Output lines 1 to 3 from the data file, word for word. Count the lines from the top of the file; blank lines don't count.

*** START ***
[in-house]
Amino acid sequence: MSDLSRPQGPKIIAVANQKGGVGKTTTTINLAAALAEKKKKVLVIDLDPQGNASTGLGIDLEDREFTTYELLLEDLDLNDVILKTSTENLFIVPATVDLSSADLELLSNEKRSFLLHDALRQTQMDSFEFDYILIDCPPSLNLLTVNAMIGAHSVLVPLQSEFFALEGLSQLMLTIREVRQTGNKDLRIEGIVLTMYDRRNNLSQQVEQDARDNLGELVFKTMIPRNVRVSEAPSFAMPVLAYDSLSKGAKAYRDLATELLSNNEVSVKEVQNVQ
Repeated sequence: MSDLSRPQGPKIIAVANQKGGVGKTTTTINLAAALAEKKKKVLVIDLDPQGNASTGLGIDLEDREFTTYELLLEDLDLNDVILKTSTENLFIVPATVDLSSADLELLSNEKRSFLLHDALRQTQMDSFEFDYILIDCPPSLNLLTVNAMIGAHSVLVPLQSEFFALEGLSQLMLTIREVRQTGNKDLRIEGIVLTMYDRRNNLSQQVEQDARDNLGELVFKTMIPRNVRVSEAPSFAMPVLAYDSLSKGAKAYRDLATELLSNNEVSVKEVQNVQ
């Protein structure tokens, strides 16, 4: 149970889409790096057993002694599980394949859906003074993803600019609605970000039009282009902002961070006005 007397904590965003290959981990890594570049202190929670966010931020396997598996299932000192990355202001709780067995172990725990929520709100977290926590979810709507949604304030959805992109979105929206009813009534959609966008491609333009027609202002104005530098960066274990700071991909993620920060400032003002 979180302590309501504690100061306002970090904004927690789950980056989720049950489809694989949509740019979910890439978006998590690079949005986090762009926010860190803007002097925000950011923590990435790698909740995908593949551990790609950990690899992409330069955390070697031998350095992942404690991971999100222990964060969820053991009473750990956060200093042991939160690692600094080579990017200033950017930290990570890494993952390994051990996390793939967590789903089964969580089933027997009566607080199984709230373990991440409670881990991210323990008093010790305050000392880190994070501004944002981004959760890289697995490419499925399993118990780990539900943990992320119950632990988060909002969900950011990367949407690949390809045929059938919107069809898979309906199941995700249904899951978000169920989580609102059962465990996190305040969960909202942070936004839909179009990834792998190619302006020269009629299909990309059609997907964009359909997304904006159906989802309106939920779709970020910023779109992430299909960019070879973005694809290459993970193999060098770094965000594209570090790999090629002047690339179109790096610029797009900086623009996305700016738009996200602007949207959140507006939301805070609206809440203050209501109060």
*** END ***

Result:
[in-house]
Amino acid sequence: MSDLSRPQGPKIIAVANQKGGVGKTTTTINLAAALAEKKKKVLVIDLDPQGNASTGLGIDLEDREFTTYELLLEDLDLNDVILKTSTENLFIVPATVDLSSADLELLSNEKRSFLLHDALRQTQMDSFEFDYILIDCPPSLNLLTVNAMIGAHSVLVPLQSEFFALEGLSQLMLTIREVRQTGNKDLRIEGIVLTMYDRRNNLSQQVEQDARDNLGELVFKTMIPRNVRVSEAPSFAMPVLAYDSLSKGAKAYRDLATELLSNNEVSVKEVQNVQ
Repeated sequence: MSDLSRPQGPKIIAVANQKGGVGKTTTTINLAAALAEKKKKVLVIDLDPQGNASTGLGIDLEDREFTTYELLLEDLDLNDVILKTSTENLFIVPATVDLSSADLELLSNEKRSFLLHDALRQTQMDSFEFDYILIDCPPSLNLLTVNAMIGAHSVLVPLQSEFFALEGLSQLMLTIREVRQTGNKDLRIEGIVLTMYDRRNNLSQQVEQDARDNLGELVFKTMIPRNVRVSEAPSFAMPVLAYDSLSKGAKAYRDLATELLSNNEVSVKEVQNVQ